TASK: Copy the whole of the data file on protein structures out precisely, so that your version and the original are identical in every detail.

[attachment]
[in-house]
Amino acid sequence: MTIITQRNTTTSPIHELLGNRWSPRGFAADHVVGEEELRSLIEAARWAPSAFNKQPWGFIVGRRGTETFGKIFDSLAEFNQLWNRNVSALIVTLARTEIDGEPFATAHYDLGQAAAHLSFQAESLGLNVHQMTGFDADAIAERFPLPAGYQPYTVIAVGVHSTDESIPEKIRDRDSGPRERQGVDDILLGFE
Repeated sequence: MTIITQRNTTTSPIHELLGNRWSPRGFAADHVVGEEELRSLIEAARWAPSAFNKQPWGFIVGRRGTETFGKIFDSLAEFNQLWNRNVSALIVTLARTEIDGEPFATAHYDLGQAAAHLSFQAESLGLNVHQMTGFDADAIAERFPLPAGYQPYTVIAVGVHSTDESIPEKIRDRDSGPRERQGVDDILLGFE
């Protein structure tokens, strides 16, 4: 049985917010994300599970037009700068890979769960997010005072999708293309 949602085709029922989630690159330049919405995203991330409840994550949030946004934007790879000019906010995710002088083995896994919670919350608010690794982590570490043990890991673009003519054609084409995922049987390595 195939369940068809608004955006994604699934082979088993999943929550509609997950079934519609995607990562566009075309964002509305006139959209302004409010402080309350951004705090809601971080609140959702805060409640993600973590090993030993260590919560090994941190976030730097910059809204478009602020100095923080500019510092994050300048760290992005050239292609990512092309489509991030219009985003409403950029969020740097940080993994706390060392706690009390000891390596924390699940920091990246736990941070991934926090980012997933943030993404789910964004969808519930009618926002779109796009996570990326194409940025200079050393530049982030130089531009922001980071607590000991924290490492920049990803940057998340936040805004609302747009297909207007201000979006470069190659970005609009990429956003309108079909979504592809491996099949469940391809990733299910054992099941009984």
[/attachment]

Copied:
[in-house]
Amino acid sequence: MTIITQRNTTTSPIHELLGNRWSPRGFAADHVVGEEELRSLIEAARWAPSAFNKQPWGFIVGRRGTETFGKIFDSLAEFNQLWNRNVSALIVTLARTEIDGEPFATAHYDLGQAAAHLSFQAESLGLNVHQMTGFDADAIAERFPLPAGYQPYTVIAVGVHSTDESIPEKIRDRDSGPRERQGVDDILLGFE
Repeated sequence: MTIITQRNTTTSPIHELLGNRWSPRGFAADHVVGEEELRSLIEAARWAPSAFNKQPWGFIVGRRGTETFGKIFDSLAEFNQLWNRNVSALIVTLARTEIDGEPFATAHYDLGQAAAHLSFQAESLGLNVHQMTGFDADAIAERFPLPAGYQPYTVIAVGVHSTDESIPEKIRDRDSGPRERQGVDDILLGFE
């Protein structure tokens, strides 16, 4: 049985917010994300599970037009700068890979769960997010005072999708293309 949602085709029922989630690159330049919405995203991330409840994550949030946004934007790879000019906010995710002088083995896994919670919350608010690794982590570490043990890991673009003519054609084409995922049987390595 195939369940068809608004955006994604699934082979088993999943929550509609997950079934519609995607990562566009075309964002509305006139959209302004409010402080309350951004705090809601971080609140959702805060409640993600973590090993030993260590919560090994941190976030730097910059809204478009602020100095923080500019510092994050300048760290992005050239292609990512092309489509991030219009985003409403950029969020740097940080993994706390060392706690009390000891390596924390699940920091990246736990941070991934926090980012997933943030993404789910964004969808519930009618926002779109796009996570990326194409940025200079050393530049982030130089531009922001980071607590000991924290490492920049990803940057998340936040805004609302747009297909207007201000979006470069190659970005609009990429956003309108079909979504592809491996099949469940391809990733299910054992099941009984």